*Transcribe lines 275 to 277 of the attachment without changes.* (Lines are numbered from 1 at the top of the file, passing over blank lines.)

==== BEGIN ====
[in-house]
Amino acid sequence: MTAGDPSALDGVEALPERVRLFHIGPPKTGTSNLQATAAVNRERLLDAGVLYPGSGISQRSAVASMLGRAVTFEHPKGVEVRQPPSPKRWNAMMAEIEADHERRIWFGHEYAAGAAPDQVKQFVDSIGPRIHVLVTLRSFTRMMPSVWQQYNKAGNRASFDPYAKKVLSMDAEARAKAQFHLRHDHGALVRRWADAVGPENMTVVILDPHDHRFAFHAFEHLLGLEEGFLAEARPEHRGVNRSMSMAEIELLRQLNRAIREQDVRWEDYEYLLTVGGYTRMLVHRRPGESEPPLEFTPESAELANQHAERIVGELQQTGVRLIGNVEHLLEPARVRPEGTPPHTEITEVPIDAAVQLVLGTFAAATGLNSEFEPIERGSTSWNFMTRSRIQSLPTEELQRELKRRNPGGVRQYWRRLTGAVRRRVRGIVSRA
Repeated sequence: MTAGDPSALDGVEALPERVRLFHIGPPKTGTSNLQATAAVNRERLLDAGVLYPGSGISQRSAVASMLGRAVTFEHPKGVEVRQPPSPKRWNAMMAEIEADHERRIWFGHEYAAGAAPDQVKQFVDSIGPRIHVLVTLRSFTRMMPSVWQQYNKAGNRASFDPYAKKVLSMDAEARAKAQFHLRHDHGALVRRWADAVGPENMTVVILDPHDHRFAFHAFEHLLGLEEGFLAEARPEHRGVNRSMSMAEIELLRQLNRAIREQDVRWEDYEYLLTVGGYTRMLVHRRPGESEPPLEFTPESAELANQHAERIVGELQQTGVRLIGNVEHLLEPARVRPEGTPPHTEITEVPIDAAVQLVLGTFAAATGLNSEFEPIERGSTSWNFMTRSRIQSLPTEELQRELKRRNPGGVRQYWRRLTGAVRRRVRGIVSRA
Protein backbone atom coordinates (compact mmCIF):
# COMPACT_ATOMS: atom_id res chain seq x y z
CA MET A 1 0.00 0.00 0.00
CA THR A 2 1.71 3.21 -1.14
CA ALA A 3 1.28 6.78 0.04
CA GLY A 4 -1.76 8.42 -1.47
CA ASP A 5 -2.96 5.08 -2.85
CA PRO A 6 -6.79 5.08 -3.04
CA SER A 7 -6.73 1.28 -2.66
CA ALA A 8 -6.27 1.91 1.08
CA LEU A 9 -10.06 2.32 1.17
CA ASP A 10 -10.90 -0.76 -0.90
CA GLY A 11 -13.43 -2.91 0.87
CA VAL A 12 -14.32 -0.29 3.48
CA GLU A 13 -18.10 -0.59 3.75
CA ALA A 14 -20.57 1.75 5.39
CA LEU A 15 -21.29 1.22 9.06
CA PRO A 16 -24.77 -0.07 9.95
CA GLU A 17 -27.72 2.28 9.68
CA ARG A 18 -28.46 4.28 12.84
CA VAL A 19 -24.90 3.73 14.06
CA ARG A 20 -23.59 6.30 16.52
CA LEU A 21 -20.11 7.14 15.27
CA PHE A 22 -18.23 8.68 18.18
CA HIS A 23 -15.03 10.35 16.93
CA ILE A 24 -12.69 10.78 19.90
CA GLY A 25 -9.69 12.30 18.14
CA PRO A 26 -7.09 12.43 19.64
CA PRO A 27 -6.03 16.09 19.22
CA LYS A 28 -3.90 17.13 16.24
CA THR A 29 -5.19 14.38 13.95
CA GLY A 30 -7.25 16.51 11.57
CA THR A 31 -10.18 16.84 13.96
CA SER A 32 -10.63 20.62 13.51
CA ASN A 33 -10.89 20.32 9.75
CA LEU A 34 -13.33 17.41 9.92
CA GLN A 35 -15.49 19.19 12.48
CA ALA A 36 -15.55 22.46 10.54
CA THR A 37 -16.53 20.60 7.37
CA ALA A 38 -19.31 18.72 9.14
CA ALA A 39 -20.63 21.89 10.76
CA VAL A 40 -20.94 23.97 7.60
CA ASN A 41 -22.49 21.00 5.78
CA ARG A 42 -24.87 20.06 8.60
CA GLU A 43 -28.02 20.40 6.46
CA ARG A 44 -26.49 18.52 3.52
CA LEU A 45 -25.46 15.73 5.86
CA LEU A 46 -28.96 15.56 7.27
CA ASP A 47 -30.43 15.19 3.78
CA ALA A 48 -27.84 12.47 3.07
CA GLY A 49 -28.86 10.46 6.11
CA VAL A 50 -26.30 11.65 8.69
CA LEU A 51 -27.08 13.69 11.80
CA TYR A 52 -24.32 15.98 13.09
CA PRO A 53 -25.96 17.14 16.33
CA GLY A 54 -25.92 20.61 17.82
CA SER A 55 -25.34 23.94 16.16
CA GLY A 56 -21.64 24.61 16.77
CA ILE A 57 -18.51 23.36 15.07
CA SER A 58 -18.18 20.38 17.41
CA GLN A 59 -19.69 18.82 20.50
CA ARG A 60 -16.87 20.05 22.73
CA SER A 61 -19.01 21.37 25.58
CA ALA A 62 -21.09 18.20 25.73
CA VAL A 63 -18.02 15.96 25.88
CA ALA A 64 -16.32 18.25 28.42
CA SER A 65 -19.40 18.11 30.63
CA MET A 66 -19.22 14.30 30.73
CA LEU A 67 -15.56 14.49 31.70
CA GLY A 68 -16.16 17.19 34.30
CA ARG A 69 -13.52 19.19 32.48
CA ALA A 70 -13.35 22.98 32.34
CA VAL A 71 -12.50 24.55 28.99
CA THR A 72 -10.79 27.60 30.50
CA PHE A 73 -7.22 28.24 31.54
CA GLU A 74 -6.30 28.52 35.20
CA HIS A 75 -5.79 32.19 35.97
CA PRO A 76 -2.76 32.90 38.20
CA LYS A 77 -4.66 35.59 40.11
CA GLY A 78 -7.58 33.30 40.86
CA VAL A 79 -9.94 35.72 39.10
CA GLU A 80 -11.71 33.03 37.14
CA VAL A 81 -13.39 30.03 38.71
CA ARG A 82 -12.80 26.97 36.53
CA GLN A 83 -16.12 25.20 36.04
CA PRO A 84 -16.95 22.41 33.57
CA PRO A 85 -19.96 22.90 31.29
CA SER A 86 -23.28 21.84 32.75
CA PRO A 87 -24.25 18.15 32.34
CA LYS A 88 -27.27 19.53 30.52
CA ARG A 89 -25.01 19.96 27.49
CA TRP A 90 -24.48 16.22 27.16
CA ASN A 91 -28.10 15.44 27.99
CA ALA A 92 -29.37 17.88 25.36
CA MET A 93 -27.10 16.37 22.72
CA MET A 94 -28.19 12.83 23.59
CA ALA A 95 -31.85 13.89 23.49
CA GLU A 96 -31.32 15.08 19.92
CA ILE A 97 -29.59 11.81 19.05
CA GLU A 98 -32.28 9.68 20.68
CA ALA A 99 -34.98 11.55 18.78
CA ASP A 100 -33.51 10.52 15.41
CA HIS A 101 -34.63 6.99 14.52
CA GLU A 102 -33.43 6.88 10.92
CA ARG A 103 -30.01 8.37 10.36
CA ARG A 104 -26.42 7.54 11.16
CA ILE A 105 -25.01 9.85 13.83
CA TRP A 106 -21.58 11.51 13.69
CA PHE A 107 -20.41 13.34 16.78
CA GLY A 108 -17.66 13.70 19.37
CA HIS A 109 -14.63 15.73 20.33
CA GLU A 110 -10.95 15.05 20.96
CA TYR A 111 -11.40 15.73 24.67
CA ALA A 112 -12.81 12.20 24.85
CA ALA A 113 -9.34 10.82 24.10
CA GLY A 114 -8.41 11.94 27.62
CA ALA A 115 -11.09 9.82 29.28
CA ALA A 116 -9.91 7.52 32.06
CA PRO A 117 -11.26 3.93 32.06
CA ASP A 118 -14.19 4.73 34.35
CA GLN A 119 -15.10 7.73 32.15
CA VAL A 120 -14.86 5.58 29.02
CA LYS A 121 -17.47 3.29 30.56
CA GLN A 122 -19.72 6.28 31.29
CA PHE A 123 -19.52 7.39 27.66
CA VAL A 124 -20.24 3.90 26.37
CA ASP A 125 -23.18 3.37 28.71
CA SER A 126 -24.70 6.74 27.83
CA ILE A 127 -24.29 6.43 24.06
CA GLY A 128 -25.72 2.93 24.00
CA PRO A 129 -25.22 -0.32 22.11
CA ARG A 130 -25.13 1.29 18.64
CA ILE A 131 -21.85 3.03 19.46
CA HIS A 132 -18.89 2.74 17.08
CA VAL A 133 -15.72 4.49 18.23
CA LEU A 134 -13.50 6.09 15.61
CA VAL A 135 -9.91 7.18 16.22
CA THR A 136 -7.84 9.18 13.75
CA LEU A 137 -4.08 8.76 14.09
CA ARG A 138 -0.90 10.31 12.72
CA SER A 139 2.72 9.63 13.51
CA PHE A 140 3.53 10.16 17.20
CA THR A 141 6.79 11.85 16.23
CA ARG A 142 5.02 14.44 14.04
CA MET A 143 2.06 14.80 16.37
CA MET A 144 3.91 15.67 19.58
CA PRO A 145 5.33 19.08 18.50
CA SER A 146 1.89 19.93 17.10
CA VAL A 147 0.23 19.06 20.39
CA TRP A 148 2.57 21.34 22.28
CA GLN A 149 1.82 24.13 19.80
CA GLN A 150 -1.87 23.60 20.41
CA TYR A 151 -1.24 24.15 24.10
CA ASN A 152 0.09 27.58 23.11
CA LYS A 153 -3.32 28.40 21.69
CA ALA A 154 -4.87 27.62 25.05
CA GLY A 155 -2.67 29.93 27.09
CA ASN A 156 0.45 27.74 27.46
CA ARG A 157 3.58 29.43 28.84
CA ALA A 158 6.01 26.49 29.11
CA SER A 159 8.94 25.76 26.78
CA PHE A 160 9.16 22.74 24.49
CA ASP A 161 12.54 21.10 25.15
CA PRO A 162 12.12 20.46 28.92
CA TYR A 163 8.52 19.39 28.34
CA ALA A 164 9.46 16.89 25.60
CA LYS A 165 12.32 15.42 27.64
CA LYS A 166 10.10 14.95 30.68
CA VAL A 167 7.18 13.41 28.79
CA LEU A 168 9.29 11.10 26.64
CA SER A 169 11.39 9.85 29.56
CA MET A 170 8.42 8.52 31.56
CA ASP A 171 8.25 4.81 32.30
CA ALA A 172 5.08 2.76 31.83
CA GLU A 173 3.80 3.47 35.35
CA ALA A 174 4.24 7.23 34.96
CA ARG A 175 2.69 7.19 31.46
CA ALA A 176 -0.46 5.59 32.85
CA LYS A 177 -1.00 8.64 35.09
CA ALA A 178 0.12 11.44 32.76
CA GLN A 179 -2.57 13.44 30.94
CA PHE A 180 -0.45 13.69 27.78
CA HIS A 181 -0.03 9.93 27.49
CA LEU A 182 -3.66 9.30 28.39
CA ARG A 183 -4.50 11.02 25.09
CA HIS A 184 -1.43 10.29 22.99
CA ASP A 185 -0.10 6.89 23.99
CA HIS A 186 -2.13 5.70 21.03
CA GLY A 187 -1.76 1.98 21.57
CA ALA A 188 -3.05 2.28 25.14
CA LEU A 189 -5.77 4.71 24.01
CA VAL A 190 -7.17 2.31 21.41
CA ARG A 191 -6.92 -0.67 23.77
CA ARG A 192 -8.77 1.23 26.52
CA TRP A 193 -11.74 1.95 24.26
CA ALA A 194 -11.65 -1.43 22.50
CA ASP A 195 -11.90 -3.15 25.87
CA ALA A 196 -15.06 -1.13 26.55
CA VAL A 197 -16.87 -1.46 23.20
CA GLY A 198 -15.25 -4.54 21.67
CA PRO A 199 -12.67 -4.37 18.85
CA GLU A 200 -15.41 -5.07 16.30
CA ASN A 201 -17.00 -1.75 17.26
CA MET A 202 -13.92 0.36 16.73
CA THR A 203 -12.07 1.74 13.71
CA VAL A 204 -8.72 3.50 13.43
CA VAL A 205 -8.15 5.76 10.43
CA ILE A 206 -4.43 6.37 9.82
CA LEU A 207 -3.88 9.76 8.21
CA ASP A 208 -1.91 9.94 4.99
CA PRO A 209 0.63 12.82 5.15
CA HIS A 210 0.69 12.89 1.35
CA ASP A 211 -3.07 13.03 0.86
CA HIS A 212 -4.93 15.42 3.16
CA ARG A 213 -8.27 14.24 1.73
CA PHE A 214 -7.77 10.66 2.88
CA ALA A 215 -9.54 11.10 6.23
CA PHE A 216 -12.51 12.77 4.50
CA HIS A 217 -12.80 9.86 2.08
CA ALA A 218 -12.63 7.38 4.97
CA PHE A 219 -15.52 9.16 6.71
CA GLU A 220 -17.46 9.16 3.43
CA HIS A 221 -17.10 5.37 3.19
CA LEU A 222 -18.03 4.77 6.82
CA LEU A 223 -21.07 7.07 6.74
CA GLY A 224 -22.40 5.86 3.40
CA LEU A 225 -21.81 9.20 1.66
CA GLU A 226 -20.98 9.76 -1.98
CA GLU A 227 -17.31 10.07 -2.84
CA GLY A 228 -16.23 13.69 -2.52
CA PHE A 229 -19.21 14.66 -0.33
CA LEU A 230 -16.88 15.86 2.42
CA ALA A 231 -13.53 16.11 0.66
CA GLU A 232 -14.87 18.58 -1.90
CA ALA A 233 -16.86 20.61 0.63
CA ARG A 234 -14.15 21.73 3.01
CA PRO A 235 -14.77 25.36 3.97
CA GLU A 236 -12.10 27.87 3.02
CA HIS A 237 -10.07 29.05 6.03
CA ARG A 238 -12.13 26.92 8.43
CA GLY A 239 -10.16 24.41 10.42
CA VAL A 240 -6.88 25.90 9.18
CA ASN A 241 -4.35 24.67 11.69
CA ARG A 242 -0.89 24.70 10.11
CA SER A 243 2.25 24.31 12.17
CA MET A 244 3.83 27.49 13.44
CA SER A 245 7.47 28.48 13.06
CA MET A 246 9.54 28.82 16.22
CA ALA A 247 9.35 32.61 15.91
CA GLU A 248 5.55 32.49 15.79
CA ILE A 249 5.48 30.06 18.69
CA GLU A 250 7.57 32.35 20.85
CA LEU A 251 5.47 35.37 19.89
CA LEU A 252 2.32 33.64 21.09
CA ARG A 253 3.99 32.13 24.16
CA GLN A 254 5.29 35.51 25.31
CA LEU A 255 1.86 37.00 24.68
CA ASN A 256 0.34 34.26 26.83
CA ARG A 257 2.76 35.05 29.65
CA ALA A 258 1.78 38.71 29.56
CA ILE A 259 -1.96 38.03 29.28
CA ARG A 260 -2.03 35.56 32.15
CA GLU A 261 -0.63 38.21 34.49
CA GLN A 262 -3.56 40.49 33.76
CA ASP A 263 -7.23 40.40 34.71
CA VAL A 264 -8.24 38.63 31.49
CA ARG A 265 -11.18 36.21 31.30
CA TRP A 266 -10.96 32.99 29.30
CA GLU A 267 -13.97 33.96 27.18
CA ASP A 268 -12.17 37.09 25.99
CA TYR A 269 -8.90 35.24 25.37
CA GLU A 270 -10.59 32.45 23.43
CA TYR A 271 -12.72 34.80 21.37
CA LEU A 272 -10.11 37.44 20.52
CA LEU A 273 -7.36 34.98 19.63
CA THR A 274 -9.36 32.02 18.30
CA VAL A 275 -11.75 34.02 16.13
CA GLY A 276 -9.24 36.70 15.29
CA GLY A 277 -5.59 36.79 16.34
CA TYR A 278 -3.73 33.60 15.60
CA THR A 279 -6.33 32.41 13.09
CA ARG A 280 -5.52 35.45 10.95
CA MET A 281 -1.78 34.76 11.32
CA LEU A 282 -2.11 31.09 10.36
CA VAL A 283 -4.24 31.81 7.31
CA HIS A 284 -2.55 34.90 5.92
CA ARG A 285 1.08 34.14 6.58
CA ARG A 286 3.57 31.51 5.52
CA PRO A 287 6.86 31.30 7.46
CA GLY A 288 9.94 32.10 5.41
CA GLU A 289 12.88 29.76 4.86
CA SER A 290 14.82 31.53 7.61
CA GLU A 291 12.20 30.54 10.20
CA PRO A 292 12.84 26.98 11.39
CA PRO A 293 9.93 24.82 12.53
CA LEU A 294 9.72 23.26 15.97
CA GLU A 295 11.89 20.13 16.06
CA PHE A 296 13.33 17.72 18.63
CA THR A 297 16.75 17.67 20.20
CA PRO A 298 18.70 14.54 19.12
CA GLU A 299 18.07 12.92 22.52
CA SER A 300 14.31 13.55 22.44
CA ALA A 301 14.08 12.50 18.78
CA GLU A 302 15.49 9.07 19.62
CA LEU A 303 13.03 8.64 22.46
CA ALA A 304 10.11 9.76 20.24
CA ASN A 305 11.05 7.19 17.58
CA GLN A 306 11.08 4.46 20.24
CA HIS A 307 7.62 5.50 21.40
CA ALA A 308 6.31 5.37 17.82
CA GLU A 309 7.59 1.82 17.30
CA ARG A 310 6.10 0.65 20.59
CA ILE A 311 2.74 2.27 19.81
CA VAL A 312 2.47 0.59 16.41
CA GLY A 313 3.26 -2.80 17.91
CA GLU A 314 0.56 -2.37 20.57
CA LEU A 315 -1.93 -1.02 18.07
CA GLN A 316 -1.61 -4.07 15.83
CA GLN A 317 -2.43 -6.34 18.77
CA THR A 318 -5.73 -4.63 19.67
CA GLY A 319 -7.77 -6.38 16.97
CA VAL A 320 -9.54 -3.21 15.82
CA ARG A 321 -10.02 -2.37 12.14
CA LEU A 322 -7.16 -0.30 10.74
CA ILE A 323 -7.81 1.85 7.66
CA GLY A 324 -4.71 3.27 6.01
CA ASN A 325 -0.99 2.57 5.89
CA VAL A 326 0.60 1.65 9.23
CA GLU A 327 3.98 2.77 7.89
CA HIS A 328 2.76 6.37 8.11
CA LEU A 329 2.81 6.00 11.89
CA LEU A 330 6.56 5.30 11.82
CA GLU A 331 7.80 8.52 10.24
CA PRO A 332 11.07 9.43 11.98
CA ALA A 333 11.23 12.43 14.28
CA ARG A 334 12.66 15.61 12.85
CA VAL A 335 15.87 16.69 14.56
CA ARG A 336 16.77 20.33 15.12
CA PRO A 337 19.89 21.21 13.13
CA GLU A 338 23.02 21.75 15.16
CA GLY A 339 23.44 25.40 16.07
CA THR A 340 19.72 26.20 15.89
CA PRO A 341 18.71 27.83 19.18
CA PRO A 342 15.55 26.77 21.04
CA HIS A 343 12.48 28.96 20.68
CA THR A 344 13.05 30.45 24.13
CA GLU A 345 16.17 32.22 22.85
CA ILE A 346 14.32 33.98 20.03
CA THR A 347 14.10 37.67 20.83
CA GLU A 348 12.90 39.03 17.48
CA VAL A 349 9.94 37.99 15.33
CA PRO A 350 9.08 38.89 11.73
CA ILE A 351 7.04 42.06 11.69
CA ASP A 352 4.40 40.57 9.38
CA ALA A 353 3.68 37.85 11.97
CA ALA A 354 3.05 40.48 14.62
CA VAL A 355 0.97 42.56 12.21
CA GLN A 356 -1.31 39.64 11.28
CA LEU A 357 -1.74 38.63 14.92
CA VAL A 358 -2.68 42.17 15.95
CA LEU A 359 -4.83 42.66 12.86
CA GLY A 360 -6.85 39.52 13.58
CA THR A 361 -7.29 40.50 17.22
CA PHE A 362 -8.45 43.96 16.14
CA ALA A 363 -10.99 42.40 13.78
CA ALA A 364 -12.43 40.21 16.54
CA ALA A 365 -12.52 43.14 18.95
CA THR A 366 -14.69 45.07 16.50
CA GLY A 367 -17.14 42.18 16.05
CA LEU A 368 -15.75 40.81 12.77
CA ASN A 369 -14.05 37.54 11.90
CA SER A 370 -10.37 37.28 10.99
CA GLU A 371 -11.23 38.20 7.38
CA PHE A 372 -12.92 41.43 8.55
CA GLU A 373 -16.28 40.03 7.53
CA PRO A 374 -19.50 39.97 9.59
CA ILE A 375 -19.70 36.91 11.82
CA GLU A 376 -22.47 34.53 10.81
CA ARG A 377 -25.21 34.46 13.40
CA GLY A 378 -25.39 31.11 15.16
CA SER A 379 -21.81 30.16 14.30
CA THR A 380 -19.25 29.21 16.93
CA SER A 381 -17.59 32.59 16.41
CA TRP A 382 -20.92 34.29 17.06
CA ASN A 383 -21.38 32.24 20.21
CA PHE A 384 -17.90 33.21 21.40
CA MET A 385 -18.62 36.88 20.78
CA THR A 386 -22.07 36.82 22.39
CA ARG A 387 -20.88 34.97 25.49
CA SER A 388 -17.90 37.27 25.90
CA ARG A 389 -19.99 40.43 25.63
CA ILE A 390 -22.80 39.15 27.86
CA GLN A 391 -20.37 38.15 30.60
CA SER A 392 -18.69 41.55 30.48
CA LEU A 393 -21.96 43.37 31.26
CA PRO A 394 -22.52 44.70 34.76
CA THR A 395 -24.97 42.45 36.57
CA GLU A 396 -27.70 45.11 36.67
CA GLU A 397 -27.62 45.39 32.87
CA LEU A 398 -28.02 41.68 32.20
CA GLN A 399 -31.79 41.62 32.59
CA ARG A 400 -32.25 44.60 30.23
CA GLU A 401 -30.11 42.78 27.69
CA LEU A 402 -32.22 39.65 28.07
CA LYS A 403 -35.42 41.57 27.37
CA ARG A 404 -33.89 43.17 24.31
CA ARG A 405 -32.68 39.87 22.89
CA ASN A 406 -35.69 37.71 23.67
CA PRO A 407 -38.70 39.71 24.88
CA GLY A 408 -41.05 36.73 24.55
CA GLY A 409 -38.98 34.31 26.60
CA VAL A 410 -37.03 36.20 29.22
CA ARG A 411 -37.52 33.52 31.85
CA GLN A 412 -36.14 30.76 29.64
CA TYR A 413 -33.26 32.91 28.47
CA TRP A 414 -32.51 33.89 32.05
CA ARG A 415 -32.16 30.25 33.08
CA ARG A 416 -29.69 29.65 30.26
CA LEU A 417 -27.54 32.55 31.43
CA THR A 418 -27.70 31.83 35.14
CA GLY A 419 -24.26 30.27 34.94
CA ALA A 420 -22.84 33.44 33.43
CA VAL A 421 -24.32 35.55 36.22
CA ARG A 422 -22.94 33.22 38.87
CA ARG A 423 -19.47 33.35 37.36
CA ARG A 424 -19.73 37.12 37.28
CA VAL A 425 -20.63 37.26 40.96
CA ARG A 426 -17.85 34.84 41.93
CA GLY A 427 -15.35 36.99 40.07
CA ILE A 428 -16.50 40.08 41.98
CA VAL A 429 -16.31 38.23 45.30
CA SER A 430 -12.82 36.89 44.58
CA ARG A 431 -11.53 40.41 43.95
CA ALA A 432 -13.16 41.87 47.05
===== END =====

CA GLU A 270 -10.59 32.45 23.43
CA TYR A 271 -12.72 34.80 21.37
CA LEU A 272 -10.11 37.44 20.52